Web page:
# Homework Help: Need to determine function based on graph

1. Oct 18, 2014

### TheExibo

There is this graph: http://i.imgur.com/BdwhN3b.jpg where the equation of the function must be determined. Down below is some thinking I've done, where I've found that the oblique asymptote is -0.5x+2, and the v-asymptote=6. I know how to solve something similar with 2 x-int's, but I'm having difficulty understanding what to do with 3 x-int's. Can anyone help me please? Thanks!

2. Oct 19, 2014

### zoki85

plugin 3 values of (x,f(x)) from the graph of the eq. in order to get system of equations and solve it to find a,b,c.

Last edited: Oct 19, 2014
3. Oct 19, 2014

### NTW

I believe I'm saying the same as zoki85, but I'll try to elaborate a bit more...

It seems that you have come to the conclusion that your function has the form

y = 0,2x + 50 + (ax2 + bx + c)/-(x+b2)

In my opinion, and to find a, b, c you should take three values of x, y from the drawing, reasonably chosen among the left and right branches. For the left branch, one point. For the right branch, and always IMHO, one for the maximum, and another to the right, away from the maximum.

Thus, you'll have a 3 x 3 system and solve it for the coefficients a, b, c...

4. Oct 19, 2014

### TheExibo

I got it using only two of the intercepts: (-40,0) and (0.5,0) and putting them into -0.2x+50+(ax+b)/-(x+6)2

Graphing it in desmos.com, it shows the exact same graph. I must explain how I got this function, so how can I explain the third x-intercept? Is it true that I only need two points, one on each side of the asymptote, to find the exact function of the graph that is shown?

5. Oct 19, 2014

### NTW

I now see that you needed only to find two coefficients, a and b. I saw the numerator in x2, but it's true that I misquoted the denominator in your notes, writing (y = 0,2x + 50 + (ax2 + bx + c)/-(x+b2)

6. Oct 19, 2014

### TheExibo

But by doing that, I've come across the problem where I can't explain how the graph ended up with all 3 correct x-intercepts, when I only used the two. Anyone have any ideas?

7. Oct 20, 2014

### ehild

You also used the asymptote at infinity where the function behaves as 50-0.2x.

ehild

8. Oct 20, 2014

### tycoon515

Being that your graph has an oblique asymptote, an improper rational function should be the kind of function that comes to mind. By the looks of the graph, as we let $x$ tend toward either $\infty$ or $-\infty$, the function gets closer and closer in value to a linear function, so we should consider an improper rational function whose numerator is $1$ greater in degree than its denominator. Also, a rational function is equal to $0$ wherever its numerator, but not its denominator, is equal to $0$. Since you have three $x$-intercepts, the numerator should be a polynomial that is the product of three factors, each one corresponding to a different $x$-intercept. A preliminary construction might look like the following:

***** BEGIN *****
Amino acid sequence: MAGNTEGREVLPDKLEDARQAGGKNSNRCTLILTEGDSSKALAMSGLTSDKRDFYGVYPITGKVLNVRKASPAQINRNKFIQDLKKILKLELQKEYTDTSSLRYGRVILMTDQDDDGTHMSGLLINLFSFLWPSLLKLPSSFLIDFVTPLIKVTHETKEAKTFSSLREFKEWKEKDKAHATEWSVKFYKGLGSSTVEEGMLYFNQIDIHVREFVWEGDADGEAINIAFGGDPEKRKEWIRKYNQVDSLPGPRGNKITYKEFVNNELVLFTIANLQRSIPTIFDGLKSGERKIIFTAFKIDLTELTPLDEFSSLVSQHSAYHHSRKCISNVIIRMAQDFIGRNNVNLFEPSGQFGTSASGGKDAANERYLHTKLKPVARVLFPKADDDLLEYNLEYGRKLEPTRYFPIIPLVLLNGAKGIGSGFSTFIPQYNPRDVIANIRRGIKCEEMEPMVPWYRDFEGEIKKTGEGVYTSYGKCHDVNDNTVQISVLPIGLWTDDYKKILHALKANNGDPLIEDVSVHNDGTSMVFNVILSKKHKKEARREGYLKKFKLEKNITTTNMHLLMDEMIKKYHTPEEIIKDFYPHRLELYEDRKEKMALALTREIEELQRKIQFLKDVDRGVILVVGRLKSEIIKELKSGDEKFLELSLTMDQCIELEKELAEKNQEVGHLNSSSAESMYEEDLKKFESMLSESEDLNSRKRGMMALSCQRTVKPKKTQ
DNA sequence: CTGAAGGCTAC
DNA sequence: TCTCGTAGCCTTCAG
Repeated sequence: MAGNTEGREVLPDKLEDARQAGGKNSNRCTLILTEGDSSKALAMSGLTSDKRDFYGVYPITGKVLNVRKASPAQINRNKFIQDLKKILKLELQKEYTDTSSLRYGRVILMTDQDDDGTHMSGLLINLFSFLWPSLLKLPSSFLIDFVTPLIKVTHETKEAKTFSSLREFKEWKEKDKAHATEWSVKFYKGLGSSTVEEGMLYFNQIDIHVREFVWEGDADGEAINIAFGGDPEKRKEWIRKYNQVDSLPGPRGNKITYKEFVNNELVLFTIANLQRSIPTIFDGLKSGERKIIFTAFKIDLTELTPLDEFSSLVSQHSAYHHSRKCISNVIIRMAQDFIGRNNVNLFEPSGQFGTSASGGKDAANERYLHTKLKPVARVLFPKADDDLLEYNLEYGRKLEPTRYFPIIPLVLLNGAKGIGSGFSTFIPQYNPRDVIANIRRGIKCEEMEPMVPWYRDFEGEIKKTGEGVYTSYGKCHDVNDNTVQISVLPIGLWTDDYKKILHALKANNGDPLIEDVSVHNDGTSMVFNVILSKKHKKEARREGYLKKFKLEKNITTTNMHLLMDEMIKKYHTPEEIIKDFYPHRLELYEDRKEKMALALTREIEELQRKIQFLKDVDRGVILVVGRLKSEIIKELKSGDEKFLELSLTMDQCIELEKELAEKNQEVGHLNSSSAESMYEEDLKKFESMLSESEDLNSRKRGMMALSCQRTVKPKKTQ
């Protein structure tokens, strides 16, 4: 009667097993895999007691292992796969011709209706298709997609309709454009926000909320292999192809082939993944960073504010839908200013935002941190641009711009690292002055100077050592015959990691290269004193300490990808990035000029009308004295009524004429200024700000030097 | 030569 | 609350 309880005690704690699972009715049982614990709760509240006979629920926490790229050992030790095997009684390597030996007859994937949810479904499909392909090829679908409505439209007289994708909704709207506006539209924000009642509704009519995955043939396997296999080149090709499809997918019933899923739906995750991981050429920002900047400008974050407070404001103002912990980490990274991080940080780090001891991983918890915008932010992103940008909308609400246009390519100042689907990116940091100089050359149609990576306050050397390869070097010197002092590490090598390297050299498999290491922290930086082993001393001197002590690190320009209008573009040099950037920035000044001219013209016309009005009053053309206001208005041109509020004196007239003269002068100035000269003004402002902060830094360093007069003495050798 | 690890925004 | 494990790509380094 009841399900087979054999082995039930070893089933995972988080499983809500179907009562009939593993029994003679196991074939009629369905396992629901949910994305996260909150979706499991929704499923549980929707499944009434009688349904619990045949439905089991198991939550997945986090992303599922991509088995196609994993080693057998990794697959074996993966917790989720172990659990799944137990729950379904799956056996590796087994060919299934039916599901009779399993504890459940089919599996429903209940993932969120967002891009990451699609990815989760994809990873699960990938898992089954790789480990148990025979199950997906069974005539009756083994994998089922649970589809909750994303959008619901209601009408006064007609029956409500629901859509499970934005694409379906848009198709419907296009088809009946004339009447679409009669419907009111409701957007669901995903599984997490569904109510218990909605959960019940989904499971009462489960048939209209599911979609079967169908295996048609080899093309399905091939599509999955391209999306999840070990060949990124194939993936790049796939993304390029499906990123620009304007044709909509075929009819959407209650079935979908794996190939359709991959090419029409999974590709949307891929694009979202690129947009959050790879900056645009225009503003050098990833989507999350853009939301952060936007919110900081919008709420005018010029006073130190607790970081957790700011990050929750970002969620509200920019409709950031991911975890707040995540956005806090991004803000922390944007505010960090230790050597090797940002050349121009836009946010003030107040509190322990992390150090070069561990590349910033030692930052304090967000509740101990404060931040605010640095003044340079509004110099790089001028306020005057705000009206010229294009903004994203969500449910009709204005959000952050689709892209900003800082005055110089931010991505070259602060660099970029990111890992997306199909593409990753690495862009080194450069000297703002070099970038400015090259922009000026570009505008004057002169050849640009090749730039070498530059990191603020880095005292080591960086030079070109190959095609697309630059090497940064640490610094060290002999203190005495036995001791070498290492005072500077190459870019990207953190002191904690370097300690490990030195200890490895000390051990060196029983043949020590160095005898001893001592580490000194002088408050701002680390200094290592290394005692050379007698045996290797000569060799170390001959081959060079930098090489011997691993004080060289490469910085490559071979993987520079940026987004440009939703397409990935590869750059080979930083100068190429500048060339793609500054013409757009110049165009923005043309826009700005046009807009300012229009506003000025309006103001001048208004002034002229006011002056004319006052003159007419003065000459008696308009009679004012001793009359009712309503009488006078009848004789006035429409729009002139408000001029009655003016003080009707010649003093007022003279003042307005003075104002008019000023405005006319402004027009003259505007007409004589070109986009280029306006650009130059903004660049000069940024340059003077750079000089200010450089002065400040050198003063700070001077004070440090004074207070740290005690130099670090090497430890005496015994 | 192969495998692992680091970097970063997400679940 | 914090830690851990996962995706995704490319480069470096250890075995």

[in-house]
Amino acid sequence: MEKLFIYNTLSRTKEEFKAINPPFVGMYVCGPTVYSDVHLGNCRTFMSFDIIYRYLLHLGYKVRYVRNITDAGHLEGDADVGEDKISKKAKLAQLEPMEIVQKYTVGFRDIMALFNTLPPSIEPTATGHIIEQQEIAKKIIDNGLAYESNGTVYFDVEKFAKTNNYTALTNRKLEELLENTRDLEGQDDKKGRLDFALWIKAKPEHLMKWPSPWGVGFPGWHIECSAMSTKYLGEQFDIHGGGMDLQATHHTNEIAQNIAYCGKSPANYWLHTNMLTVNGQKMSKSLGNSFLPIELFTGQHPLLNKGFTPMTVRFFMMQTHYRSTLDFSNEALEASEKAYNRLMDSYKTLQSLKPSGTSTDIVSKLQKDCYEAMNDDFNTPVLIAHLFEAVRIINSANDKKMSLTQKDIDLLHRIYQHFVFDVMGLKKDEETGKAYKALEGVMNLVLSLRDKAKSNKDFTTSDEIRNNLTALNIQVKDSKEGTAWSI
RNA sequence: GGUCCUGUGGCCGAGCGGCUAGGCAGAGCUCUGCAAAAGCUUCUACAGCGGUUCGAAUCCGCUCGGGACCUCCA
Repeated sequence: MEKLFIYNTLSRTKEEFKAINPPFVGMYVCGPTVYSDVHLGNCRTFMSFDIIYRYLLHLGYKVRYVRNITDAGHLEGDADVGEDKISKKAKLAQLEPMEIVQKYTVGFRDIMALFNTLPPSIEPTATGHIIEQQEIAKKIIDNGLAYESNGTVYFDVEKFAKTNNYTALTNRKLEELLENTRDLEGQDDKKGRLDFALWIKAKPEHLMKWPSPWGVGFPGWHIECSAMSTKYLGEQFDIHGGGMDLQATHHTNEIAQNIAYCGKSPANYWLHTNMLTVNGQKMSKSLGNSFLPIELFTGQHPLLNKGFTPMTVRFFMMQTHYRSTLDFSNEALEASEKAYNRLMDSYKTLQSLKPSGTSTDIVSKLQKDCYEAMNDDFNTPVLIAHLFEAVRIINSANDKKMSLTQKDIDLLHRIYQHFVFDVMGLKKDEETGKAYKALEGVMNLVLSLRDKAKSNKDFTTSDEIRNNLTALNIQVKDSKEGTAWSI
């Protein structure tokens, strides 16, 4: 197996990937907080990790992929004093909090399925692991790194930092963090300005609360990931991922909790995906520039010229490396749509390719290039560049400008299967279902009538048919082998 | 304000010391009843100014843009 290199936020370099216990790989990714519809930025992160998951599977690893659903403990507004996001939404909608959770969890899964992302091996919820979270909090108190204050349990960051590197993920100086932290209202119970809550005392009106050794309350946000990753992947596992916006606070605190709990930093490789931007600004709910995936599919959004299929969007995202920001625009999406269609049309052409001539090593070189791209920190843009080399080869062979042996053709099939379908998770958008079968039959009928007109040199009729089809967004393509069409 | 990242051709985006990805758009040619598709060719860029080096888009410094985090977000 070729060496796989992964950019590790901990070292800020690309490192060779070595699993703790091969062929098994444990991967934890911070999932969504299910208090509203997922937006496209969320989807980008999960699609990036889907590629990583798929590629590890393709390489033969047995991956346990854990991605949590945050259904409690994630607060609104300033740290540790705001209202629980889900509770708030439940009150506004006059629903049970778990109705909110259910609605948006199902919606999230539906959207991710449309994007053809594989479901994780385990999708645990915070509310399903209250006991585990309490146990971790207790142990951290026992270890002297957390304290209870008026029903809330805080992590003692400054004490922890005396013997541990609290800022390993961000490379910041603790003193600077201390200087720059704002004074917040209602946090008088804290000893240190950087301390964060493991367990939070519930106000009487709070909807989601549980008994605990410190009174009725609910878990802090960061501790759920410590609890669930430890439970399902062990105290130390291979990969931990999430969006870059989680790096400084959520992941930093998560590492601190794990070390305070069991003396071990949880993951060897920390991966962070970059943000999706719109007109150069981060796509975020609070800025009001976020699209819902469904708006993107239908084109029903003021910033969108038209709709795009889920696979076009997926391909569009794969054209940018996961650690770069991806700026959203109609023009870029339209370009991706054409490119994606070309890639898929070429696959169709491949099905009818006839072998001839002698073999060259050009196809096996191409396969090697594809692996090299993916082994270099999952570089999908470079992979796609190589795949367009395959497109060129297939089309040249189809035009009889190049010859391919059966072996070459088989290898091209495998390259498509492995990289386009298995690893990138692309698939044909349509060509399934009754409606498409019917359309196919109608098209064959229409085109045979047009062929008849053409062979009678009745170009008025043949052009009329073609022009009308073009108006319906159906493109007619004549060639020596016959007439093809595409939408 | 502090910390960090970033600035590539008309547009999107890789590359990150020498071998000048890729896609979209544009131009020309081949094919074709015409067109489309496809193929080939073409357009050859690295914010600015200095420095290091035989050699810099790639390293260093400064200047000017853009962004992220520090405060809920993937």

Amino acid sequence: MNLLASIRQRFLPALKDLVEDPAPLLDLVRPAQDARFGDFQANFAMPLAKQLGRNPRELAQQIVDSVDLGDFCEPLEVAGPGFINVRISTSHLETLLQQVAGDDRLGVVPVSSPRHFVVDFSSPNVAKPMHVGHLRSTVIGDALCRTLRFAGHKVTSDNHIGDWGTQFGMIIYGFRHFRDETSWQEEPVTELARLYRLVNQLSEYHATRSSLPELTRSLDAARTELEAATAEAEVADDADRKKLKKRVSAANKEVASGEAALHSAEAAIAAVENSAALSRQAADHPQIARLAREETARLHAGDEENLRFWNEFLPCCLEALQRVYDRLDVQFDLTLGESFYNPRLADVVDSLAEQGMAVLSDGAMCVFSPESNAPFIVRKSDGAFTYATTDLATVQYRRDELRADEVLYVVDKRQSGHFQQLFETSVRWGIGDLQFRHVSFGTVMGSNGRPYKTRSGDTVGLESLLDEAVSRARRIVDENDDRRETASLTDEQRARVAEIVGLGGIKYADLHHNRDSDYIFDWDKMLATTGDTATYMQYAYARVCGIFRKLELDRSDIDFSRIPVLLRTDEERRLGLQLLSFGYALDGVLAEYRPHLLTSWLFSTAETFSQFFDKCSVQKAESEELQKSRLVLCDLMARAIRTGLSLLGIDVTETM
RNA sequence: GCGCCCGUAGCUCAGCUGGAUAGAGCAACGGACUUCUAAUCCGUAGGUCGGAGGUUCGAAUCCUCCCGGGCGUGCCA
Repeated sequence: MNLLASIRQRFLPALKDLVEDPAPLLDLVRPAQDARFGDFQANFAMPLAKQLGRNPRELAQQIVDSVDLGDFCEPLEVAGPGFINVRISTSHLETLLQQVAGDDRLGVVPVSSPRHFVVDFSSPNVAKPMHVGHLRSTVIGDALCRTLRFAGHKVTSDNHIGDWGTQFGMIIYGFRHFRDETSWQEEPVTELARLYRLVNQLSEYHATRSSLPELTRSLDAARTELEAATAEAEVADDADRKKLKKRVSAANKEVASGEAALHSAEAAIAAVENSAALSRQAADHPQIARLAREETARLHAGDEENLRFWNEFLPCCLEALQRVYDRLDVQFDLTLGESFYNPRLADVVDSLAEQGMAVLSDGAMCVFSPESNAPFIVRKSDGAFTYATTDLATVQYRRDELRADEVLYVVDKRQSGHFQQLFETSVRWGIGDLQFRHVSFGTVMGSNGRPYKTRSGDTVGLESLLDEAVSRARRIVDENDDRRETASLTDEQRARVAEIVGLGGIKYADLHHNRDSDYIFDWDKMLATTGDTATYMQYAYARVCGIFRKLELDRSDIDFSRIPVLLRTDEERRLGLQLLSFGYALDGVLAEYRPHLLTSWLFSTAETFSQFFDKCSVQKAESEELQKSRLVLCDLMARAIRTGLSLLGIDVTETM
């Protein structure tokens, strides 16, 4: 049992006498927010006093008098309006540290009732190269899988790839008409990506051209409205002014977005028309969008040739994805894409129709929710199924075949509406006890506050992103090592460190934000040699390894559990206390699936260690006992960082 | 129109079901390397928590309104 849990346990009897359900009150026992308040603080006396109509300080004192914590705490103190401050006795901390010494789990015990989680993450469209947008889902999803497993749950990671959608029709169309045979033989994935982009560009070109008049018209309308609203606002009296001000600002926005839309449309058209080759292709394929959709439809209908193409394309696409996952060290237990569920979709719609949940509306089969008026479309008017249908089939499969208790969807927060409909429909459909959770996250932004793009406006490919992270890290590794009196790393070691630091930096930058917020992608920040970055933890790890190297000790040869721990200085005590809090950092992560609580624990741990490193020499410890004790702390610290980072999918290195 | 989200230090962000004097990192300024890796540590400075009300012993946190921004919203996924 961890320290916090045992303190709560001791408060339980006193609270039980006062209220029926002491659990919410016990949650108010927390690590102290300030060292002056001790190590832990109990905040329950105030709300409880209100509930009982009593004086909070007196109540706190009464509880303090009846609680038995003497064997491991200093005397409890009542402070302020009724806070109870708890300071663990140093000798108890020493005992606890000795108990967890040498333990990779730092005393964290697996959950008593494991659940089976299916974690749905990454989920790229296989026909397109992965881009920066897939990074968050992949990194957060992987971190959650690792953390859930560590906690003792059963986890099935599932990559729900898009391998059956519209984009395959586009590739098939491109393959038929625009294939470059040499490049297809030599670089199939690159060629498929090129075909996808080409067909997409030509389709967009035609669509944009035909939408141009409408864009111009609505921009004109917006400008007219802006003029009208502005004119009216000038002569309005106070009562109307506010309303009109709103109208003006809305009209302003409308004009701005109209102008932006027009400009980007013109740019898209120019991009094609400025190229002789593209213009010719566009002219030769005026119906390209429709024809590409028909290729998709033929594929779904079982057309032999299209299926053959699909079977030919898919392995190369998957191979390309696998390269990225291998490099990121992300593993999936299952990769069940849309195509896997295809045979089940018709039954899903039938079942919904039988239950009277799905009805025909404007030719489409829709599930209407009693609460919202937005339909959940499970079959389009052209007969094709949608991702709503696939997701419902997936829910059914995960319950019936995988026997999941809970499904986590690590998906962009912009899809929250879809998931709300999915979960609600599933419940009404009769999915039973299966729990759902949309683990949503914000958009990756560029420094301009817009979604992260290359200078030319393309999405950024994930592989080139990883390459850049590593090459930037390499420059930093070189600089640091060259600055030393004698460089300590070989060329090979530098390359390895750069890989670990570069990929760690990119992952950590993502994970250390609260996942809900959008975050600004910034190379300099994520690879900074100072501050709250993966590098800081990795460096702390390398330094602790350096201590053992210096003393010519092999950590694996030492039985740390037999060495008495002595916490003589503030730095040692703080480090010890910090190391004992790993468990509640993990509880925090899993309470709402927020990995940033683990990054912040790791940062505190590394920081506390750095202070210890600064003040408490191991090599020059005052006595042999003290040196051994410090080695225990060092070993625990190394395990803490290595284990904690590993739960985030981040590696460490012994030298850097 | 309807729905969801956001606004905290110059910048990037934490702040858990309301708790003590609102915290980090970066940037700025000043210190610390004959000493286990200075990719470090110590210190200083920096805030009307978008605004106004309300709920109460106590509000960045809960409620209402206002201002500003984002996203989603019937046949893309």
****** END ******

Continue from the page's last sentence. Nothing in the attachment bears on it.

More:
$f(x)=k\frac{(x+40)(x-.5)(x-277.4)}{?}$

The numerator, when expanded, appears to be a polynomial whose dominant term is $x^3$. Therefore, we should consider a denominator that is a polynomial of degree $2$. Also, the graph is undefined and has a vertical asymptote at only one value of $x$: $-6$. Notice also that the graph of $f(x)$ tends toward $-\infty$ as $x$ approaches $-6$ from either side. Therefore, the denominator should be a quadratic with at least one $(x+6)$ factor. To find the other factor, observe either that there is no sign change of the function across the vertical asymptote at $x=-6$, or that for any factor other than $(x+6)$ to be present in the denominator, the graph would have to have another vertical asymptote that isn't at $x=-6$, so the denominator clearly has repeated $(x+6)$ factors. Our construction now takes the following form:

$f(x)=k\frac{(x+40)(x-.5)(x-277.4)}{(x+6)^2}=k\frac{(x+40)(\frac{2x-1}{2})(\frac{5x-1387}{5})}{(x+6)^2}=k\frac{(x+40)(2x-1)(5x-1387)}{10(x+6)^2}$

$=k\frac{(2x^2+79x-40)(5x-1387)}{10(x^2+12x+36)}=k\frac{10x^3-2379x^2-109773x+55480}{10x^2+600x+1800}$

A function of this form is EXACTLY equal to $0$ at all three of the intercepts shown on the graph provided. And, if we let $k=-\frac{1}{5}$, it has an oblique asymptote of $-\frac{1}{5}x+\frac{2379}{50}$, which has the same slope as the asymptote on the graph but NOT the same $y$-intercept. Also, the equation you came up with has the correct slope and $y$-intercept of the oblique asymptote, but it is NOT EXACTLY equal to $0$ when $x=277.4$, so one of two things must be going on here: either the $x$-intercepts displayed on the graph are slightly off (rounded), or the actual equation of the oblique asymptote is slightly different than $-\frac{1}{5}x+50$.

9. Oct 20, 2014

### TheExibo

Awesome! Thank you to everyone for the help!